All that said, peripheral development alone isn’t a sustainable option. For starters, without a system of finely-tuned impact fees, new low-density development on the edge will require new infrastructure (think roads, firehouses, and sewage lines) that doesn’t pay its own way. This means that residents in existing urban areas will have to subsidize it either through higher taxes or public service cuts. Given the car-oriented nature of this pattern of development, this option could worsen the city’s already growing traffic problem. We could implement a congestion fee to address this, which effectively charges commuters that drive during high-traffic times in order to incentivize commuters to find other modes of travel. We could also legalize and encourage private transit options and scale up existing public transit services.

At the end of the day though, it seems unlikely that local, state, or federal officials will have the foresight or courage to undertake these dramatic policy changes. With all this in mind, it isn’t hard to see why the Lexington City Council narrowly voted to keep the urban growth boundary as it stands today, effectively rejecting this option. As much as I like new housing in all its forms, this just doesn’t seem like a viable option politically.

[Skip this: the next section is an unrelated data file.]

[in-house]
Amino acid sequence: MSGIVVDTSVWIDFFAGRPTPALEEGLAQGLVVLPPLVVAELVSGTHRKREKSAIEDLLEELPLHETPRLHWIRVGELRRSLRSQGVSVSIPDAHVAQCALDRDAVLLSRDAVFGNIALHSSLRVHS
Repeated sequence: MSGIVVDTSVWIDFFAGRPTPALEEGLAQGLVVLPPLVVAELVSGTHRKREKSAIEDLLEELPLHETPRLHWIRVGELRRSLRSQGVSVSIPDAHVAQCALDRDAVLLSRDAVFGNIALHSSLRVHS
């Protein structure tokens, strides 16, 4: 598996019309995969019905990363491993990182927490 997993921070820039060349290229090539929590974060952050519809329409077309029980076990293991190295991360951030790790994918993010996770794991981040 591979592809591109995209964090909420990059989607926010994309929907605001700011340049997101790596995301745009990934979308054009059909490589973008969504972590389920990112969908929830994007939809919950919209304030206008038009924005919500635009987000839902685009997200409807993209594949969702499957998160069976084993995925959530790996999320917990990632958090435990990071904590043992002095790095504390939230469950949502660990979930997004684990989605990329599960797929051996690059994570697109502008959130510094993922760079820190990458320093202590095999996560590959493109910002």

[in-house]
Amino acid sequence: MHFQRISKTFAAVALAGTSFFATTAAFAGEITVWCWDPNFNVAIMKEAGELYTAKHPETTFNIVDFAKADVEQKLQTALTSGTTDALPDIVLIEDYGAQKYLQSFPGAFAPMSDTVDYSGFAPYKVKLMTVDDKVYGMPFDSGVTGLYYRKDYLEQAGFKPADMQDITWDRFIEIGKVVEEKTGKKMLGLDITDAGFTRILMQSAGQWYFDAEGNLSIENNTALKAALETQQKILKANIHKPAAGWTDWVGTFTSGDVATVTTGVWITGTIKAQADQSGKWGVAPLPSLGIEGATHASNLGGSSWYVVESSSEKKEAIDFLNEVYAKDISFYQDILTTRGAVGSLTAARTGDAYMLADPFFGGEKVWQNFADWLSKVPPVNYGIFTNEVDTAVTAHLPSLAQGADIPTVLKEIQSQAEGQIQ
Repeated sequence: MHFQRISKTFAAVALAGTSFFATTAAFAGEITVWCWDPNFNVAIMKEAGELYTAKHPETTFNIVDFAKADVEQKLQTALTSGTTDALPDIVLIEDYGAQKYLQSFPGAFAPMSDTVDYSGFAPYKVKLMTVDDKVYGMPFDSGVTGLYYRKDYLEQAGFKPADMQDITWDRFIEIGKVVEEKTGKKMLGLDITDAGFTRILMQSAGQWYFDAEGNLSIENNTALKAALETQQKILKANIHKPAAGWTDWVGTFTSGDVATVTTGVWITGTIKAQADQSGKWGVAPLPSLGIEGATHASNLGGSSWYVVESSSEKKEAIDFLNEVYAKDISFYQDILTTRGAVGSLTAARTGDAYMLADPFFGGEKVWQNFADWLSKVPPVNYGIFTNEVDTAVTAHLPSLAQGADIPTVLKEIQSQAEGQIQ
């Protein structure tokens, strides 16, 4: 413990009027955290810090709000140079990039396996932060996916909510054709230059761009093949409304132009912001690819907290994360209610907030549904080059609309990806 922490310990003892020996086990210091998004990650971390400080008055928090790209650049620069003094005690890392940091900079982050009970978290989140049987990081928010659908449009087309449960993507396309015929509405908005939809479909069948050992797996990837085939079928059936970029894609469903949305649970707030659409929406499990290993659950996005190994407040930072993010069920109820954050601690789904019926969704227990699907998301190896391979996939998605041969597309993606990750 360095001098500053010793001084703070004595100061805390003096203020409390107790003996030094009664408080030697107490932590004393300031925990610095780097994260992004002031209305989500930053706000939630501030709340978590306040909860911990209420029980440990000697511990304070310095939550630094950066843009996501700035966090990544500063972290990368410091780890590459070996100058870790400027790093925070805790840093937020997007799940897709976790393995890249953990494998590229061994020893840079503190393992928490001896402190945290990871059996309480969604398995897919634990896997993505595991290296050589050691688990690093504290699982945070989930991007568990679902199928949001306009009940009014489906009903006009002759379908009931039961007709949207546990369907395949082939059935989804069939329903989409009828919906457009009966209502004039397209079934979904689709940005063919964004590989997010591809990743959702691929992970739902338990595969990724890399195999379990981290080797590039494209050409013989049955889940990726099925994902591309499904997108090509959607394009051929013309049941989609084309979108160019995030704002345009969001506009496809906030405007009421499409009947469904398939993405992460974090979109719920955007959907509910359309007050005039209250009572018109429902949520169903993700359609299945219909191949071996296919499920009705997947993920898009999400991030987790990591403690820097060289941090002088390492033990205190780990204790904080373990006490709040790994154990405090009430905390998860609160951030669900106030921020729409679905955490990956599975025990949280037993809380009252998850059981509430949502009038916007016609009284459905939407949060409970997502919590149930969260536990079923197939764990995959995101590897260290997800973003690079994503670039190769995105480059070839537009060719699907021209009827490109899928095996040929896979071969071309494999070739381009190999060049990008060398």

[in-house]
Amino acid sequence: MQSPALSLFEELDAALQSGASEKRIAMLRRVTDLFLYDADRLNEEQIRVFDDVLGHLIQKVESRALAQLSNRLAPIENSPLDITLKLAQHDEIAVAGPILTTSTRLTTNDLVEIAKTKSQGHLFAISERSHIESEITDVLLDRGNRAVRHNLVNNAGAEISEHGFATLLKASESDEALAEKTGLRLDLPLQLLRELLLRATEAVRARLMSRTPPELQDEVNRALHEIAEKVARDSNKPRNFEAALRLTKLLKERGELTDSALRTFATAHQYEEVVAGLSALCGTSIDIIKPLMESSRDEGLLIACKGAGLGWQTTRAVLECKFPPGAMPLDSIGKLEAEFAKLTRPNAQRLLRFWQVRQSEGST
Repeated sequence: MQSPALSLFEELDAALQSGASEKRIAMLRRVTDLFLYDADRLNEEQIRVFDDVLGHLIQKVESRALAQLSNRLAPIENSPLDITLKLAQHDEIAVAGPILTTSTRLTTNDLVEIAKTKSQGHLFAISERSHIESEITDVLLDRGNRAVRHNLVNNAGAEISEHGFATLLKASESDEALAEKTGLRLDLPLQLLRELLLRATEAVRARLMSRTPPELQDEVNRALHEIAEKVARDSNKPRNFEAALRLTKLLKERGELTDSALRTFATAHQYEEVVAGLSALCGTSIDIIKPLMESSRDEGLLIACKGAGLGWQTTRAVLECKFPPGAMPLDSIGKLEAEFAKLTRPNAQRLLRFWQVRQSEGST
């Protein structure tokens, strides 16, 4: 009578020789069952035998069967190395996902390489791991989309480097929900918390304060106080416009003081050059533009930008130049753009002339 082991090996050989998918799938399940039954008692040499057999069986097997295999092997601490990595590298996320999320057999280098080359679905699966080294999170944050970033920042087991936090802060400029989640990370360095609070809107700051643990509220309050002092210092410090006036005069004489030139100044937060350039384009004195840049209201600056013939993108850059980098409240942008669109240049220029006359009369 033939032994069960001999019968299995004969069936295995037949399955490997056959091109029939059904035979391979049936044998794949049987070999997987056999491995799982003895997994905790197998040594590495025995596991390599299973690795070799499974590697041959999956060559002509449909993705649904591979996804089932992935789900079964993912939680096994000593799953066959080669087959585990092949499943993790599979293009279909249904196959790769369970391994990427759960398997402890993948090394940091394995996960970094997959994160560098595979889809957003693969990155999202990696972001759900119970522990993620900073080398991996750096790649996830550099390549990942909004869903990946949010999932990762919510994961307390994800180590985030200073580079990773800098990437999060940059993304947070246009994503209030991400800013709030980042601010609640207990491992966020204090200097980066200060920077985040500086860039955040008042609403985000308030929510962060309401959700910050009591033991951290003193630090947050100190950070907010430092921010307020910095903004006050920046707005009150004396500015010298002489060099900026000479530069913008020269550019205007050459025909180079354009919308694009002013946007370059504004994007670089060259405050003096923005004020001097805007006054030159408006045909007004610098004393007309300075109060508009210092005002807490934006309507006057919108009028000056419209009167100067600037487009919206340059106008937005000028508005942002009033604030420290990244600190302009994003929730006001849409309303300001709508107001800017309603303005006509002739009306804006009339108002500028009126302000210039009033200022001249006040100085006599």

Simultaneously in demand, preserved, and prohibited. (Source: Google Maps)

Simultaneously in demand, preserved, and prohibited. (Source: Google Maps)

Option 3: Build new housing in the center of the city.

This leaves us with a final option: we could build a lot of new housing in Lexington’s existing urban neighborhoods. More and more, Lexingtonians want to live in neighborhoods that are walkable and have a mixture of uses. This is especially the case among the thousands of young professionals who graduate from the University of Kentucky each year. The demand is there; it’s really only our current planning policy that stands in the way.

In many ways, this option would actually be a reversion to Lexington’s traditional development pattern. Consider two of our best historic neighborhoods: Gratz Park and South Hill. In each of these neighborhoods, our predecessors got the most out of the land: buildings cover most of the lot, with tiny front setbacks bringing the building up to the street and little off-street parking. Both neighborhoods enjoy a mixture of uses and densities, skillfully integrating multi-family and single-family housing with shops, offices, and museums.